This coming from a man who works in a company that’s partly backed by a Chinese EV startup

China may be ground zero for hundreds of startup EV automakers, but that doesn’t mean success is on the horizon for a lot of these companies. That’s the sentiment shared by NIO Capital Managing Partner Ian Zhu, who told Bloomberg that 99 percent of all Chinese startup electric car makers will fail to get off the ground because of a lack of significant investment in the technology.

Investor Says That Only 1 Percent of China's EV Startups Will Survive Exterior
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It’s a very complicated system that needs abundant investments and a large group of people to be able to build a car from scratch

NIO Capital Managing Partner Ian Zhu makes sense, even though it must be noted that he runs a venture capital fund that’s partly backed by NIO, a Chinese EV company that has the record-setting Nio EP9 in the fold. The EP9, for those who are unaware, set the lap record for an electric car at the Nurburgring when it posted a lap time of 7:05.12 back in November 2016.

While it is strange for Zhu to dismiss the potential of startup electric car makers in China, he does make a point as far as his reasons are concerned. “It’s a very complicated system that needs abundant investments and a large group of people to be able to build a car from scratch,” Zhu said in an interview with Bloomberg. “Therefore, the survival rate of all these EV startups will be very low.”

Zhu’s concerns stem from the number of technological investments a lot of these companies have to make to get their projects off the ground. These tech investments need money — lots of it — and finding that money is going to be much more difficult now that there are more companies who are looking to do the same things.

Put these elements together and sprinkle in the rising competition among these companies and it’s easy to see Zhu’s point. We’ve even seen signs of what Zhu is talking about with other Chinese EV startups, particularly those who made huge promises in the beginning, only to falter when money started becoming tight. Remember Faraday Future? The Chinese EV ecosystem is becoming more and more competitive as more brands start jockeying for position at the dinner table. There just aren’t enough seats and enough meals to go around for all of them.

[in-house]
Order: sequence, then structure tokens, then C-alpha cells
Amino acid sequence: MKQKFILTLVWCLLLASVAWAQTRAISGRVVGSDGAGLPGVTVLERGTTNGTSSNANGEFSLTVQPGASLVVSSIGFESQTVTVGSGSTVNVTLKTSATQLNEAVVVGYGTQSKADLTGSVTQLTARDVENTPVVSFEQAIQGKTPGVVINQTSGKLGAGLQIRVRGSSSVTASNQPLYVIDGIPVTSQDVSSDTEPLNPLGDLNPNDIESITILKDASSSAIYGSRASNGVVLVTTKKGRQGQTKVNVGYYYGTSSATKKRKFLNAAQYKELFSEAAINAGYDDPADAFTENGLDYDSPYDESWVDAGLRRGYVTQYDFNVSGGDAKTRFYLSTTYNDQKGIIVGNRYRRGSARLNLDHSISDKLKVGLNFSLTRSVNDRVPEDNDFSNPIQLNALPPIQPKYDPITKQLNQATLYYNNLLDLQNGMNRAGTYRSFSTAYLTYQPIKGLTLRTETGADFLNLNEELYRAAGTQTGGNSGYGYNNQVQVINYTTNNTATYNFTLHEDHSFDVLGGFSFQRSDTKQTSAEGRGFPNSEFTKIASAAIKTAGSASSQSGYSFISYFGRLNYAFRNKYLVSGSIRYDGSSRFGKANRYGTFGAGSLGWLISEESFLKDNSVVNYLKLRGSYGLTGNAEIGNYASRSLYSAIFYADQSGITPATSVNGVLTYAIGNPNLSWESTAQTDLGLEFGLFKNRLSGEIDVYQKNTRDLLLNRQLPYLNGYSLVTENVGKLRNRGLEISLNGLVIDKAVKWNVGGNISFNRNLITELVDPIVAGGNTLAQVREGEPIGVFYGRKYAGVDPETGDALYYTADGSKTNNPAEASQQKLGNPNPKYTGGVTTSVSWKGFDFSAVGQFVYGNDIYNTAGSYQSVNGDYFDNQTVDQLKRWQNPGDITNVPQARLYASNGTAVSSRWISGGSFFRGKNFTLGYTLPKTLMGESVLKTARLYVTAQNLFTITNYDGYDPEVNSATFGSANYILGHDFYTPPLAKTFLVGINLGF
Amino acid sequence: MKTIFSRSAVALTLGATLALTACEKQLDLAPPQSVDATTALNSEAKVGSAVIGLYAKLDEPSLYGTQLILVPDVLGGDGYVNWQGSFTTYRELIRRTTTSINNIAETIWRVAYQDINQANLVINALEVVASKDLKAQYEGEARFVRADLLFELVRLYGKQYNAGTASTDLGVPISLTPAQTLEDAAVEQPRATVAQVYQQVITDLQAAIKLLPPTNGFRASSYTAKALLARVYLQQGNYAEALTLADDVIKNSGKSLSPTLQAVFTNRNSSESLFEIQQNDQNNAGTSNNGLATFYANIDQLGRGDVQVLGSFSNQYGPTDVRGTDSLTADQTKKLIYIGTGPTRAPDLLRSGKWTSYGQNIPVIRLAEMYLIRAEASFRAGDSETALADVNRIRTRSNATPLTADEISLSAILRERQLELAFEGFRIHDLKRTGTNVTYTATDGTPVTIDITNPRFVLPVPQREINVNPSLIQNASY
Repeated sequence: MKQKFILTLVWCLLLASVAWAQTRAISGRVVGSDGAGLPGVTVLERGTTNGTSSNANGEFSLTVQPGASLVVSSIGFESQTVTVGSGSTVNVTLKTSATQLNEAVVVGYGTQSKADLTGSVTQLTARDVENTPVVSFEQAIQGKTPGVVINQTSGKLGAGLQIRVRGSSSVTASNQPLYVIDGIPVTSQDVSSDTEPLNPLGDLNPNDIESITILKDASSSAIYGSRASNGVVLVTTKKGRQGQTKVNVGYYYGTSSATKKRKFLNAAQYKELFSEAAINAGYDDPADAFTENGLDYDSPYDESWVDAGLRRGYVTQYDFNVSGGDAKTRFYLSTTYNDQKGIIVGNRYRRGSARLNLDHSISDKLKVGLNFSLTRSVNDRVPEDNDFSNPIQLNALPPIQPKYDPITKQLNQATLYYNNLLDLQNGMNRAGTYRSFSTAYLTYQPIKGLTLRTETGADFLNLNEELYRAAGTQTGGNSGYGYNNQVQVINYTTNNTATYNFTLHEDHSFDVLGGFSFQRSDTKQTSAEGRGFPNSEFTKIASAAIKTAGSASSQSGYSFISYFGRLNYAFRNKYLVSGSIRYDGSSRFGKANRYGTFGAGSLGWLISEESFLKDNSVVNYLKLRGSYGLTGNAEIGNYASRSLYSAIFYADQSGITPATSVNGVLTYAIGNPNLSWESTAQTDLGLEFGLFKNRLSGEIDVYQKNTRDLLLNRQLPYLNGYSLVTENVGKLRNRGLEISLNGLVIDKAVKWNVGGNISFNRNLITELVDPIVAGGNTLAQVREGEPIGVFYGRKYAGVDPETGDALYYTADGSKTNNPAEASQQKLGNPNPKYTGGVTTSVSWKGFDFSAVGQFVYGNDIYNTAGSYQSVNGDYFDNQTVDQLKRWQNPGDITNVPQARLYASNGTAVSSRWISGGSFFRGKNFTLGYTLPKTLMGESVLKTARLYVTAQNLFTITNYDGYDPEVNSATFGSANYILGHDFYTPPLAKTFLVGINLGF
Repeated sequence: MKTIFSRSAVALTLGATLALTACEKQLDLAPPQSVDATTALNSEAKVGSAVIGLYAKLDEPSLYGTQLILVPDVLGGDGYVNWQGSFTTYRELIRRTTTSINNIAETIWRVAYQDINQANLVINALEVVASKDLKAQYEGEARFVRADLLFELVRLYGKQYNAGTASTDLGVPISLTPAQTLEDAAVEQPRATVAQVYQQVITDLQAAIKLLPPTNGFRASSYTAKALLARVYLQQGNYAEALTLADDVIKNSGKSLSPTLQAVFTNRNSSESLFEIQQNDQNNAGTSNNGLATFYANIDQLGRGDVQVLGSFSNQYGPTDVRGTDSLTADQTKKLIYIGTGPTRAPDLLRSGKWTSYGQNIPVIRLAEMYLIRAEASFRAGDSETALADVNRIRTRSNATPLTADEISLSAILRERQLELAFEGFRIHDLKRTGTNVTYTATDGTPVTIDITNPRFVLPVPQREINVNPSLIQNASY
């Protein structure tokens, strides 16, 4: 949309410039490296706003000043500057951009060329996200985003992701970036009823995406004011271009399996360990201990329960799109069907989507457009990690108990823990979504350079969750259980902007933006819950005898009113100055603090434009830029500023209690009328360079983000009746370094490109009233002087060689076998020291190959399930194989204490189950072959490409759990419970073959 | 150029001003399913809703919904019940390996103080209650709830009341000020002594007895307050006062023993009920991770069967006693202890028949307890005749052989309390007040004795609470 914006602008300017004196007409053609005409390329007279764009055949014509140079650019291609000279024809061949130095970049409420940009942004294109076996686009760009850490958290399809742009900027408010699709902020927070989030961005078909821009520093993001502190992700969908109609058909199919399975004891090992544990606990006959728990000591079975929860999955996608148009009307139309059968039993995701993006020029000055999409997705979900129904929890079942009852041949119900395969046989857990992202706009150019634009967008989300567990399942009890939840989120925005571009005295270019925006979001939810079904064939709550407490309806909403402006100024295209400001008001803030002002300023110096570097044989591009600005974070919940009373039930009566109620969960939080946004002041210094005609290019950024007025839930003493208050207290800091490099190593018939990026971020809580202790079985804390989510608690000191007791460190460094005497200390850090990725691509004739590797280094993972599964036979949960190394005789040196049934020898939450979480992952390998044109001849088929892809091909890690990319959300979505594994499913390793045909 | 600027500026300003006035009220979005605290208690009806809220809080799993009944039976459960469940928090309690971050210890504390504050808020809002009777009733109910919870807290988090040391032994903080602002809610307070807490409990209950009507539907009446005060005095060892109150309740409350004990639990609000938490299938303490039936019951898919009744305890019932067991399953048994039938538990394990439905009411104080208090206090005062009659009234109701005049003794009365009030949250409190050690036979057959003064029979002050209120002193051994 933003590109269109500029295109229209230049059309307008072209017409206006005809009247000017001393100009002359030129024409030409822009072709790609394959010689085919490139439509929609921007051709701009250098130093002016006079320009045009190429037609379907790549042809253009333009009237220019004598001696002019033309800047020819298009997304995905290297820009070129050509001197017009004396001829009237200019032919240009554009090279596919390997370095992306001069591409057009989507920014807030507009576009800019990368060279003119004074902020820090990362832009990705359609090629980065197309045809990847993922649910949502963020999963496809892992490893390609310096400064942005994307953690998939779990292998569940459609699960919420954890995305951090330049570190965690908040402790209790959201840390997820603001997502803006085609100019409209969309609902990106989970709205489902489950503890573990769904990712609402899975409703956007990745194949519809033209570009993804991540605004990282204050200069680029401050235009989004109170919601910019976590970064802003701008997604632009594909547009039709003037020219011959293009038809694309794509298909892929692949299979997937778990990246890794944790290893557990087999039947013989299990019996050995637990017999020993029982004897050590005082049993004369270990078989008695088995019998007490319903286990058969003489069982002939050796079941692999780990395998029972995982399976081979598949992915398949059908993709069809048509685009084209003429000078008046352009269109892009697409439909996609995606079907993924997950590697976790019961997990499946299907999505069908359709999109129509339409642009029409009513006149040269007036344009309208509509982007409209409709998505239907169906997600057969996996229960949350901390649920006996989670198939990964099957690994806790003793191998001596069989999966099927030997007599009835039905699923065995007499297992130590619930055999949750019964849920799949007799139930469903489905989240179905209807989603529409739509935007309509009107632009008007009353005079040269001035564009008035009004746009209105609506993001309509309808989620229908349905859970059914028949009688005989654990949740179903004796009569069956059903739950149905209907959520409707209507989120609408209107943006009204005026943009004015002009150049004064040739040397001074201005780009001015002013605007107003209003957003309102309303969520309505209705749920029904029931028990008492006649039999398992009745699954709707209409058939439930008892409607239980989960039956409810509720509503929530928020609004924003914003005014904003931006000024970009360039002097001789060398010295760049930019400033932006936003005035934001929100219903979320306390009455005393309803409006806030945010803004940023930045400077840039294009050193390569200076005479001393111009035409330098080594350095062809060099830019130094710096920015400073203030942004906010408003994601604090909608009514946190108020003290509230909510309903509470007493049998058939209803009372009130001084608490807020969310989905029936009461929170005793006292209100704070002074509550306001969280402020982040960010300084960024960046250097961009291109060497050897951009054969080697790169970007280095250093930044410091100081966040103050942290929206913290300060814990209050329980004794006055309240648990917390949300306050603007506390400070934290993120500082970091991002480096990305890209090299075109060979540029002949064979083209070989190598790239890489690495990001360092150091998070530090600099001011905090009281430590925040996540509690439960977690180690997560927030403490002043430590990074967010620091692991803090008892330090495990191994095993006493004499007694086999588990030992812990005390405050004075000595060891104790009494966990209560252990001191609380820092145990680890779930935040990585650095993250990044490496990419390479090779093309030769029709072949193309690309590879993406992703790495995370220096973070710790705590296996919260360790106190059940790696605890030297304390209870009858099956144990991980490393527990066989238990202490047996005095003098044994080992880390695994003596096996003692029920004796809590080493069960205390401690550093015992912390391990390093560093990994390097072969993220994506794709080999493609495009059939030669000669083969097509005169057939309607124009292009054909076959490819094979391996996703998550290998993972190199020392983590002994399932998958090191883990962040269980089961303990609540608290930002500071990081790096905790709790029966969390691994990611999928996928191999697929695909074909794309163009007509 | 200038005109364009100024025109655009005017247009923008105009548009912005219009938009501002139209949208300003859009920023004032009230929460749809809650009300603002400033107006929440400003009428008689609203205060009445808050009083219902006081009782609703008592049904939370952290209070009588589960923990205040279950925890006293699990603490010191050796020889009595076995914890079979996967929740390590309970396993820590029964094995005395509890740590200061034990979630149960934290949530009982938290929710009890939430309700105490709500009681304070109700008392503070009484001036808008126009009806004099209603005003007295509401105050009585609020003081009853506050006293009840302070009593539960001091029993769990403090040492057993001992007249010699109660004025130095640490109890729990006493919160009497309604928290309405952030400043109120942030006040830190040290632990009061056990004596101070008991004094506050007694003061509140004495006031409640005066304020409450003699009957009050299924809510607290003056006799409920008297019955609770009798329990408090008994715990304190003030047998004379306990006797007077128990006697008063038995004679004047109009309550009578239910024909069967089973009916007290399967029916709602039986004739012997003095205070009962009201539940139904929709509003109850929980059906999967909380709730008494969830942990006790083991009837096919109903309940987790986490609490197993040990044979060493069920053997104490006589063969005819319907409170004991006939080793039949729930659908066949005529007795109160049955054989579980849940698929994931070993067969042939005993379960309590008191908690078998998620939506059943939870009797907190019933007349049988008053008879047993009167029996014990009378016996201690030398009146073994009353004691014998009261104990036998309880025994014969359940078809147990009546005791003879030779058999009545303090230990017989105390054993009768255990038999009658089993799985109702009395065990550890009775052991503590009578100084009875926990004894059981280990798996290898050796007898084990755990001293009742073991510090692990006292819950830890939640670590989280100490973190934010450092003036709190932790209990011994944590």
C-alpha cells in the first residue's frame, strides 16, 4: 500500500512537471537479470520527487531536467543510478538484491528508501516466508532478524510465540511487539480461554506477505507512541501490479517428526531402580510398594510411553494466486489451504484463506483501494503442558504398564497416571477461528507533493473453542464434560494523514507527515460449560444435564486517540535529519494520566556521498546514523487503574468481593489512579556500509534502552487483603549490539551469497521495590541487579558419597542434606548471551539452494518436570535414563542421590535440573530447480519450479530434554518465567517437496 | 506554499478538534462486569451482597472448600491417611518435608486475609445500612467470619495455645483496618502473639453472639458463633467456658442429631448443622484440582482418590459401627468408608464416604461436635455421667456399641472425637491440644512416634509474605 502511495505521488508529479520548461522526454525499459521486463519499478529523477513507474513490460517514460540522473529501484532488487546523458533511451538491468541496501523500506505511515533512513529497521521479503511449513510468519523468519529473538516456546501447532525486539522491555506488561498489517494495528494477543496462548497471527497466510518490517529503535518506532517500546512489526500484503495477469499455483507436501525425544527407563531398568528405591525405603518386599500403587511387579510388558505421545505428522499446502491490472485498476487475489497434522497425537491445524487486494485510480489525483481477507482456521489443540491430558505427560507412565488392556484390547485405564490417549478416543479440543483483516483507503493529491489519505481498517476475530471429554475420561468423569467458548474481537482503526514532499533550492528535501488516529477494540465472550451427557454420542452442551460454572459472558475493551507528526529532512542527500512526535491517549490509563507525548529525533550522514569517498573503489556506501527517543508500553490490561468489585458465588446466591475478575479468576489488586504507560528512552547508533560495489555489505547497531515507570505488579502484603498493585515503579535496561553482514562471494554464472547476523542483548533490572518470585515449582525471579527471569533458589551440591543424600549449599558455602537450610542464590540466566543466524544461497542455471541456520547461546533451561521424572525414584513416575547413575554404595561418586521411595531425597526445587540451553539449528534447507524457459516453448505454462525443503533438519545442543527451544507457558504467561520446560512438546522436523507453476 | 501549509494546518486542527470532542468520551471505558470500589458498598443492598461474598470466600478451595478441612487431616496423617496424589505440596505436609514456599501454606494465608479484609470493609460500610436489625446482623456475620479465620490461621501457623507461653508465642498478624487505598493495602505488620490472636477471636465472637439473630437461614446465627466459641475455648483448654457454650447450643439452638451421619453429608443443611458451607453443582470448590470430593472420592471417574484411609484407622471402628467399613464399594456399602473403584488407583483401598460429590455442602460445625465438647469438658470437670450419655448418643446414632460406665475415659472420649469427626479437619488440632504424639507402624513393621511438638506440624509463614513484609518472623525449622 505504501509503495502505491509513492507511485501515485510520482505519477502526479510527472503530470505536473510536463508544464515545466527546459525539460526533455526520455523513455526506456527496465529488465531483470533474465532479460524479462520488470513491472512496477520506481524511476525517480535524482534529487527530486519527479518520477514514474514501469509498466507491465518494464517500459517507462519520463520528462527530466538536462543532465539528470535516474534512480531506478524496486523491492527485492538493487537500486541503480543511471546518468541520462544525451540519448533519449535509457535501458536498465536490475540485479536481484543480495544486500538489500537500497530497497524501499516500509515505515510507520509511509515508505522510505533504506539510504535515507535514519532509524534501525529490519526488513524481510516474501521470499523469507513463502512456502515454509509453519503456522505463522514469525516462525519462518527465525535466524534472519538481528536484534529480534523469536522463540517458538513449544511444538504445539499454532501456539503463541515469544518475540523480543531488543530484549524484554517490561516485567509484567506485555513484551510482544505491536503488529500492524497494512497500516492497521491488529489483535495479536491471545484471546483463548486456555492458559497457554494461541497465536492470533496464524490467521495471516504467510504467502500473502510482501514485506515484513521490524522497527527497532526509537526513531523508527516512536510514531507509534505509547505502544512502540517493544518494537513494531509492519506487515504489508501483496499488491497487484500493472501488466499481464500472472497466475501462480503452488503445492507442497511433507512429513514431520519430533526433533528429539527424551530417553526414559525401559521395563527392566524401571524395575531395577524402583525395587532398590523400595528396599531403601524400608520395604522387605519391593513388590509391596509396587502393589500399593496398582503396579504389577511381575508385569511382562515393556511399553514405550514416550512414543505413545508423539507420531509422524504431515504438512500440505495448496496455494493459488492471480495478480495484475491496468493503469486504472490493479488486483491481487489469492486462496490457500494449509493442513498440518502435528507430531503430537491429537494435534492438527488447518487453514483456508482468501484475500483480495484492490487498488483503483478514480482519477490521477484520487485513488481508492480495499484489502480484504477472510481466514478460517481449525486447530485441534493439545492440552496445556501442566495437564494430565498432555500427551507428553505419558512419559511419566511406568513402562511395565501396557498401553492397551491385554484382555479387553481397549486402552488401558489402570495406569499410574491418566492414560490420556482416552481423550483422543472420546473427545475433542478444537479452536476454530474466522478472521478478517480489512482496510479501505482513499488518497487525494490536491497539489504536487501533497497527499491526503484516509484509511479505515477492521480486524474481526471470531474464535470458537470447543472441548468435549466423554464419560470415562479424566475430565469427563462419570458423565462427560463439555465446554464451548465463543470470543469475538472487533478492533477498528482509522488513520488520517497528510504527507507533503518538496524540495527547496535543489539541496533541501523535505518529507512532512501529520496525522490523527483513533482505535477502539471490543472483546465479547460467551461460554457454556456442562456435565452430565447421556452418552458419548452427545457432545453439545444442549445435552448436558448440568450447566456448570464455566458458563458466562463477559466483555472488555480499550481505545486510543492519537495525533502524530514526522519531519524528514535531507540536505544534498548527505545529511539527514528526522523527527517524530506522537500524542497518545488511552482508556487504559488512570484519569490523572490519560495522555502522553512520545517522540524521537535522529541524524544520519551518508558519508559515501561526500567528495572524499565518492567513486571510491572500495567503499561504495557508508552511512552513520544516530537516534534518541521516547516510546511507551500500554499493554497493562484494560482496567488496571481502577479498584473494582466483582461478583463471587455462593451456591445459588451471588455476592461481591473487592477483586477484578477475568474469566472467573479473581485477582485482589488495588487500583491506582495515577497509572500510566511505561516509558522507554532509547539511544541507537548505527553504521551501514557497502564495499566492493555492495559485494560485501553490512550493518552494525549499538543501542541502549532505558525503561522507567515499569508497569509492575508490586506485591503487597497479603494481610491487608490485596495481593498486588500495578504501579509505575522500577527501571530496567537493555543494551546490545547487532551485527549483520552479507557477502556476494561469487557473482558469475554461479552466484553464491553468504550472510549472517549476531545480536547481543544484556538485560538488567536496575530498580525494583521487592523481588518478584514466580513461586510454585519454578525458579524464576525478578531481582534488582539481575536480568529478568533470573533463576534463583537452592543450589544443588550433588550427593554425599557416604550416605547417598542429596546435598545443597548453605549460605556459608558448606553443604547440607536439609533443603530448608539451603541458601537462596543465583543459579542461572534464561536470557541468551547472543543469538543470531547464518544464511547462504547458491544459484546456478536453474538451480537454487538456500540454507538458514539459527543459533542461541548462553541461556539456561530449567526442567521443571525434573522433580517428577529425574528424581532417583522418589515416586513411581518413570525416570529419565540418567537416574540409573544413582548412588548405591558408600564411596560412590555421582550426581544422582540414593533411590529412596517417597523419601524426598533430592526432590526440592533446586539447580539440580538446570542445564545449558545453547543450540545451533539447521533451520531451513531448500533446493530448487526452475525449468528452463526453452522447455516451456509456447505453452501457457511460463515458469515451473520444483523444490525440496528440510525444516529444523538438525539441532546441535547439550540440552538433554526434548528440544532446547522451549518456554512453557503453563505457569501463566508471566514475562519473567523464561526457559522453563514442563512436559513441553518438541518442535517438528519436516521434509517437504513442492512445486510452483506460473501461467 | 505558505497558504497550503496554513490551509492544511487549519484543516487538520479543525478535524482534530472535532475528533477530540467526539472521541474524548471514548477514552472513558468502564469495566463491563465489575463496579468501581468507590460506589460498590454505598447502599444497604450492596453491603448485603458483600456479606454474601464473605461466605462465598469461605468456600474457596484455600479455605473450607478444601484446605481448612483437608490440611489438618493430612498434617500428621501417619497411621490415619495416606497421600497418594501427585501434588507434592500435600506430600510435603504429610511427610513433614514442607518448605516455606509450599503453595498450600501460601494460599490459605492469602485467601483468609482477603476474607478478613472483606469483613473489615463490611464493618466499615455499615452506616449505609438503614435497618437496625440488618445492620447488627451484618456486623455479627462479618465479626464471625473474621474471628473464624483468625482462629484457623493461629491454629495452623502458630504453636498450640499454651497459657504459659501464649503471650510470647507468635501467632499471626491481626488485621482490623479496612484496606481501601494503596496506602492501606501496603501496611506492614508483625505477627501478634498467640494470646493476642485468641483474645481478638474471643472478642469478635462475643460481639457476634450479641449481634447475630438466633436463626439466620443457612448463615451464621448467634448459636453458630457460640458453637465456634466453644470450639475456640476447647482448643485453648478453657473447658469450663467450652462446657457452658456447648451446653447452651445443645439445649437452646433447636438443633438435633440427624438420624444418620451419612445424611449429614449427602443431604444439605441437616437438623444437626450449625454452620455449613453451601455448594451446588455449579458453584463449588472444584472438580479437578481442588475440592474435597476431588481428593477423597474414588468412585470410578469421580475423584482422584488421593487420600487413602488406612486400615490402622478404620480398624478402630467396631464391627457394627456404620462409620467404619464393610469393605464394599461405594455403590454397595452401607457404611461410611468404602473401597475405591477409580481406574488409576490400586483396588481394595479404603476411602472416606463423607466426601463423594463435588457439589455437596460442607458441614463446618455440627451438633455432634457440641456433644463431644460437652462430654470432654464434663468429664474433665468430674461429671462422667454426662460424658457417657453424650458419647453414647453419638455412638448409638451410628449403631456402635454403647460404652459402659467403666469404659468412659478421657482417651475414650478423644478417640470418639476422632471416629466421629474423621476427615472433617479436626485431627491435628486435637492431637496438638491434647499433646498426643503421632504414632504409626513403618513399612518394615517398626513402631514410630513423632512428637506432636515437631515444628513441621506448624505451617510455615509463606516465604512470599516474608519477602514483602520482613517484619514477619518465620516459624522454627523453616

Investor Says That Only 1 Percent of China's EV Startups Will Survive Exterior Computer Renderings and Photoshop
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We’re probably going to see more firms be born as long as China remains true to its goal of becoming the world leader in producing electric cars

Still, the cloud that hangs over all of these companies hasn’t stymied attempts by these companies to exceed expectations. In fact, we’re probably going to see more firms be born as long as China remains true to its goal of becoming the world leader in producing electric cars. Billions of dollars have been poured into startup companies, a lot of whom see Tesla as an example of what the possibilities are if they play their cards right. Companies like Xpeng Motors and NIO, which is backed by tech giant Tencent Holdings Ltd., have done right by their goals. Even Geely-owned Lynk & Co. is on the right track to become successful in its field.

As pessimistic as Zhu paints the future of most Chinese EV startups to be, there remains a palpable sense of enthusiasm among these companies. It’s not going to be easy for them to get to where they want to, especially if they don’t have the funding in place, but for as long as China remains steadfast in its goal of being the world leader in electric car production, there should at least be optimism that more of these startups will succeed than fail. There will be casualties, sure, but for the sake of the future, here’s to hoping that these casualties won’t make up 99 percent of all those who tried.

Further reading

Investor Says That Only 1 Percent of China's EV Startups Will Survive Exterior
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Read our full review on the 2019 Nio EP9.

2018 Faraday Future FF 91 Exterior Computer Renderings and Photoshop
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Read our full review on the 2018 Faraday Future FF 91.

Source: Bloomberg

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